I’m a big Sony camera fan, and I’ve been using an A7 for the past few years. Recently I noticed the rear LCD was showing a lot of patchy discolouration.
It was starting to get very noticeable and distracting, and was only getting worse.
It turns out the camera has a built-in screen protector, and it’s this that is prone to delamination – the LCD underneath isn’t affected. Fortunately it’s possible to remove the protector.
The original is stuck in place with some fairly strong glue and I used a razor blade with some gentle pushing to lift a corner. From there you can peel back just enough to get your fingernail under, and the rest can be worked free. Make sure not to pull the LCD off!
Note the mark in the top right corner is glue from the protector. This wiped clean with an alcohol wipe.
Once removed I replaced it with an Afunta A7 screen protector. It’s a bit thicker than the original (it says it’s actually glass), but fits nicely. The end result is a big improvement:
The original wasn’t that popular when I was young – more of an American thing I think – and I didn’t know anyone with one, so I was very curious. The closest I got as a kid was The Great Giana Sisters on the Commodore 64 (a Super Mario clone).
I also wanted to see if I could get my daughter interested in some simple video games, outside of the many cooking/hairdressing/simple tapping games she has on the iPad.
It is easy to emulate older systems, but I wanted a self-contained box that could be plugged into the TV, and that my daughter could use. The mini classic fits the bill perfectly. It’s got two nice colourful controllers that are ideal for small hands, and a simple on/off switch and reset button. The European version is very friendly looking, unlike the ugly weird American one.
She’s loving it so far, and has even taken to watching people play Mario games on YouTube (I’m going with it being a good thing).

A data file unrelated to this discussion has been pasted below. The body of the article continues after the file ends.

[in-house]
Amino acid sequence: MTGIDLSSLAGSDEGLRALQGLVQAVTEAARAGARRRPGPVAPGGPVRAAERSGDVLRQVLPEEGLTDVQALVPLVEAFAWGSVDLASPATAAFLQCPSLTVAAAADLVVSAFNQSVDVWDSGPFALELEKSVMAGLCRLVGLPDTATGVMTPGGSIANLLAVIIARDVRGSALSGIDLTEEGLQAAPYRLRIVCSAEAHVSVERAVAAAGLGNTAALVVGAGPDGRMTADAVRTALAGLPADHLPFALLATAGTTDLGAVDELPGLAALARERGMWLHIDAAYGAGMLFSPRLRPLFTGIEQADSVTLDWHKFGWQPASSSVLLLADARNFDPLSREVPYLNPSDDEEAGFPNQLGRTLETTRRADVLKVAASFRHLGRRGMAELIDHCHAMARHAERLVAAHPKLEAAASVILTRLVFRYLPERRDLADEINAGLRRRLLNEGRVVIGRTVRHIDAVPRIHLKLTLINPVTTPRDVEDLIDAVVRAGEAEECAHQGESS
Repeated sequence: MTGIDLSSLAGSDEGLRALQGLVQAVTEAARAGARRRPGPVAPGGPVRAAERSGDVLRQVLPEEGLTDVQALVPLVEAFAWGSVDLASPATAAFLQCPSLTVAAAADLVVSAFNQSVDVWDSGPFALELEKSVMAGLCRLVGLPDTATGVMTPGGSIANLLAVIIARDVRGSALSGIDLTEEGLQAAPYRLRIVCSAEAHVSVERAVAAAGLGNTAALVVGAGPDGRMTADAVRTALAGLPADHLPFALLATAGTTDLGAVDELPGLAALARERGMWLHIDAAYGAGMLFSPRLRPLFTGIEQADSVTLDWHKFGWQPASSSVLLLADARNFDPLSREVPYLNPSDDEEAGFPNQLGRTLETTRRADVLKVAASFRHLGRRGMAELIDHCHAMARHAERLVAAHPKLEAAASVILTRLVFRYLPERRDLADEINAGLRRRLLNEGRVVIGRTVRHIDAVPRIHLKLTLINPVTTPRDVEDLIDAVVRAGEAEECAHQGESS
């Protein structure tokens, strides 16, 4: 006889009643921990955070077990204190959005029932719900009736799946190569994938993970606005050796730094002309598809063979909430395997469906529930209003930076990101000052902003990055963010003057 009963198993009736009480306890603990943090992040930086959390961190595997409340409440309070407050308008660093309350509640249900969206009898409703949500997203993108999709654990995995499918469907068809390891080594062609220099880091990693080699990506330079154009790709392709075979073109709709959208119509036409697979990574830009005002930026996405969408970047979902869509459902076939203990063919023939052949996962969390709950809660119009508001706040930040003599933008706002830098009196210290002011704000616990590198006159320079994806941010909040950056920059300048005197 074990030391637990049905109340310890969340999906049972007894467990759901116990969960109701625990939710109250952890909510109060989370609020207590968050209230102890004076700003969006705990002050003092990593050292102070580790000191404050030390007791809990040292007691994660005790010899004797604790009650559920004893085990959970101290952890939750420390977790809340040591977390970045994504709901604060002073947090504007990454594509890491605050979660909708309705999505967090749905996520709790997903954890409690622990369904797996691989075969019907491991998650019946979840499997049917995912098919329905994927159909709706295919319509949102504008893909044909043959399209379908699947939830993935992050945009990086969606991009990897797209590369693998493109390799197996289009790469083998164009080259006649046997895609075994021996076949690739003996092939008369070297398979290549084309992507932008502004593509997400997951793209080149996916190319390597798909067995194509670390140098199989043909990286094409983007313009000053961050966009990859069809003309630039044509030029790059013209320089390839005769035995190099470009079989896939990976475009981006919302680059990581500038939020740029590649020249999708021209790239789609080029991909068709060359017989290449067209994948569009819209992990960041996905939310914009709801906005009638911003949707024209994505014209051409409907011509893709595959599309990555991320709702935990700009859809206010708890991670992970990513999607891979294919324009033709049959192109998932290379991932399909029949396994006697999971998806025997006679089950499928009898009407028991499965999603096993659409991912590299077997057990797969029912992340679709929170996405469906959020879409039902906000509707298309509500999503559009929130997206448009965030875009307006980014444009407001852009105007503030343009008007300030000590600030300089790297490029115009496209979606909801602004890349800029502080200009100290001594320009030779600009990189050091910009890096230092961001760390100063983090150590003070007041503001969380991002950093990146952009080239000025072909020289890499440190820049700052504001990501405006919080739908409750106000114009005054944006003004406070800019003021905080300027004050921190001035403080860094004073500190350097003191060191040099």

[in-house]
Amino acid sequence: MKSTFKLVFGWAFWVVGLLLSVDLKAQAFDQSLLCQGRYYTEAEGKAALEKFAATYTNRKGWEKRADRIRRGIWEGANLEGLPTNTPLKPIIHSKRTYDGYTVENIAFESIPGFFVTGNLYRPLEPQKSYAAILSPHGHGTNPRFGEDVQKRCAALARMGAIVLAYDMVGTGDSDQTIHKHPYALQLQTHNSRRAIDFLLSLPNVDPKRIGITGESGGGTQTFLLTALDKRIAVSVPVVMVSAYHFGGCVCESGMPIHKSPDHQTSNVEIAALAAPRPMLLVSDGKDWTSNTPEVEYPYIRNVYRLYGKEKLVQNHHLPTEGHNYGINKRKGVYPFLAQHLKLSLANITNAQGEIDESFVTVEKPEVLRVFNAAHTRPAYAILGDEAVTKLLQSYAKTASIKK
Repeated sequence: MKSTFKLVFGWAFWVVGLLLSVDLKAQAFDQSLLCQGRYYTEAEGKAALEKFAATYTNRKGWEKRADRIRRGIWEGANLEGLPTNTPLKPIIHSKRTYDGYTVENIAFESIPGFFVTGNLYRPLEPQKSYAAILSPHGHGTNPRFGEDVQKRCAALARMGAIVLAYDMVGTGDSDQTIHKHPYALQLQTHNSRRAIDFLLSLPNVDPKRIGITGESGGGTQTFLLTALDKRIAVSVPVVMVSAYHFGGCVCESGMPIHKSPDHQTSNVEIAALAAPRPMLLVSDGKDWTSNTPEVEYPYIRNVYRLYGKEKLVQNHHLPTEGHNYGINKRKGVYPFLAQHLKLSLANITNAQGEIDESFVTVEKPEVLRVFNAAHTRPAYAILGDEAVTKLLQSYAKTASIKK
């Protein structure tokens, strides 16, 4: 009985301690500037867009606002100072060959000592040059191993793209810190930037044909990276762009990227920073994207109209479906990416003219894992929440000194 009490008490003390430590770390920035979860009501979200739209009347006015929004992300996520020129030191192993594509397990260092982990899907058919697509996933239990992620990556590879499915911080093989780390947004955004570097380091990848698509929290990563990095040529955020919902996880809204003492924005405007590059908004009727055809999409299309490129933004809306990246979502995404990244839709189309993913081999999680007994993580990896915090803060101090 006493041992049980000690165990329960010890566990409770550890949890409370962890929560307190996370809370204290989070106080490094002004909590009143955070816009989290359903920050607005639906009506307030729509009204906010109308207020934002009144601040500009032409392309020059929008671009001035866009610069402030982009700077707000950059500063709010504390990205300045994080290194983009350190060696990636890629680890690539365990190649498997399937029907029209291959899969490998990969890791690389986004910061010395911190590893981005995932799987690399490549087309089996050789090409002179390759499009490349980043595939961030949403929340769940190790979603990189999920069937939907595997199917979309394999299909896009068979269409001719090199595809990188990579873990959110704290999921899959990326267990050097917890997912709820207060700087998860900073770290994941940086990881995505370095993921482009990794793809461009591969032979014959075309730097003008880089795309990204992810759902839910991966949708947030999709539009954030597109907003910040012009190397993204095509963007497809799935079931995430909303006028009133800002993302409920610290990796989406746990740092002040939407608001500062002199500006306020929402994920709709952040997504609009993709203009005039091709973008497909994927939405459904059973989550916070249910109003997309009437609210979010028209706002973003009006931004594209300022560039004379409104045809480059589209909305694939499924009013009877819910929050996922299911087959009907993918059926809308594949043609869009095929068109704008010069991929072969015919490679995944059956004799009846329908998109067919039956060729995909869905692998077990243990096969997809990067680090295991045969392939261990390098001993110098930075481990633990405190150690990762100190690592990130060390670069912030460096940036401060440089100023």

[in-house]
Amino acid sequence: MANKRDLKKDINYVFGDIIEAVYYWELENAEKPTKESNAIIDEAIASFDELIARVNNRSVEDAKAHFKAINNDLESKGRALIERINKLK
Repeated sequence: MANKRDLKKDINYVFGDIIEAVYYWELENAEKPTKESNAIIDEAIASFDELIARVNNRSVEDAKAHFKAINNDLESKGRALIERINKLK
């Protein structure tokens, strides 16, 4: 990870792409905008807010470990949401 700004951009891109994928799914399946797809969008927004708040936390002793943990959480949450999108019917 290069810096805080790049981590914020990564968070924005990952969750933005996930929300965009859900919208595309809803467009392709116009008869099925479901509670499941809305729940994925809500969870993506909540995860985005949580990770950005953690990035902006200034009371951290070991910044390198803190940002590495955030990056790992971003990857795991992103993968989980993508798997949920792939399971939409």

One thing I quickly realised is just how brutally difficult older games are, and some of the bundled games are very unforgiving for kids. Kirby’s Super Star has become the favourite, followed by Donkey Kong Country and Super Mario World.
Some of the games are also very verbose, and some of them I can’t figure out what I’m supposed to be doing (Final Fantasy & Secret Of Mana I’m looking at you).
It’s been fun playing the games with her so far, and as a bonus, her geek points are rapidly increasing!
If you ever need to point a domain name at an IP address, for sandboxing during development, or for whatever reasons, then Chrome can be a real nuisance. It seems to cache the domain name and refuses to use your new IP address.
Recent versions supposedly monitor /etc/hosts, and if you view the DNS cache this seems to be true.
However it can still be stubborn about actually using the new IP. After some digging I found that clearing the socket pool usually does the trick.
Certainly beats waiting until Chrome finally gives up the old values.
File this under ‘I can’t believe I didn’t know this sooner’.
Ever had to edit a long command in a terminal window? Certainly you can set things up so you can jump back and forward using the keyboard. But you can also option+click to move the cursor instantly – really handy for some commands.
Also, in iTerm at least, you can apple+click a URL to open it in your browser.